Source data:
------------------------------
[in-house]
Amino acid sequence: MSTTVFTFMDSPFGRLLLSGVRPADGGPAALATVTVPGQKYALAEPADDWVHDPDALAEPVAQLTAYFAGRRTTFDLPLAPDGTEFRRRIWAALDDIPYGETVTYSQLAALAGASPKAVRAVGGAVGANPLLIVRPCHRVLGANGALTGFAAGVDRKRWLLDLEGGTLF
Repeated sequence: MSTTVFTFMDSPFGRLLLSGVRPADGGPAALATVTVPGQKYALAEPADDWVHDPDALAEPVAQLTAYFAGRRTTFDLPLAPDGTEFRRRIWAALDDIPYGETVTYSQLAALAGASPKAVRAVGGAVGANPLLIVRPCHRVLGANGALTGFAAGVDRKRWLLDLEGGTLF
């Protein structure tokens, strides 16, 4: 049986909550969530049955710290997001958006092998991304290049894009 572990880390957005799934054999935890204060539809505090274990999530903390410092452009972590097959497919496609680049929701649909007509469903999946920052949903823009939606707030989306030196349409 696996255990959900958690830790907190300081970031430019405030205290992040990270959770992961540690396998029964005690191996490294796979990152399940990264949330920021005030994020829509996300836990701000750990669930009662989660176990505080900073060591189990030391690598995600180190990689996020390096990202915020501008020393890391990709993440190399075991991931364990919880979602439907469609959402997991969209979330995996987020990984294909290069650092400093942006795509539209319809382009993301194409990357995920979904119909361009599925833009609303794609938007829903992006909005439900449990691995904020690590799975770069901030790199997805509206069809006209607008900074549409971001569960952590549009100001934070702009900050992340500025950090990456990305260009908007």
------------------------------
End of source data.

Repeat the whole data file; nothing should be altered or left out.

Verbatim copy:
[in-house]
Amino acid sequence: MSTTVFTFMDSPFGRLLLSGVRPADGGPAALATVTVPGQKYALAEPADDWVHDPDALAEPVAQLTAYFAGRRTTFDLPLAPDGTEFRRRIWAALDDIPYGETVTYSQLAALAGASPKAVRAVGGAVGANPLLIVRPCHRVLGANGALTGFAAGVDRKRWLLDLEGGTLF
Repeated sequence: MSTTVFTFMDSPFGRLLLSGVRPADGGPAALATVTVPGQKYALAEPADDWVHDPDALAEPVAQLTAYFAGRRTTFDLPLAPDGTEFRRRIWAALDDIPYGETVTYSQLAALAGASPKAVRAVGGAVGANPLLIVRPCHRVLGANGALTGFAAGVDRKRWLLDLEGGTLF
């Protein structure tokens, strides 16, 4: 049986909550969530049955710290997001958006092998991304290049894009 572990880390957005799934054999935890204060539809505090274990999530903390410092452009972590097959497919496609680049929701649909007509469903999946920052949903823009939606707030989306030196349409 696996255990959900958690830790907190300081970031430019405030205290992040990270959770992961540690396998029964005690191996490294796979990152399940990264949330920021005030994020829509996300836990701000750990669930009662989660176990505080900073060591189990030391690598995600180190990689996020390096990202915020501008020393890391990709993440190399075991991931364990919880979602439907469609959402997991969209979330995996987020990984294909290069650092400093942006795509539209319809382009993301194409990357995920979904119909361009599925833009609303794609938007829903992006909005439900449990691995904020690590799975770069901030790199997805509206069809006209607008900074549409971001569960952590549009100001934070702009900050992340500025950090990456990305260009908007």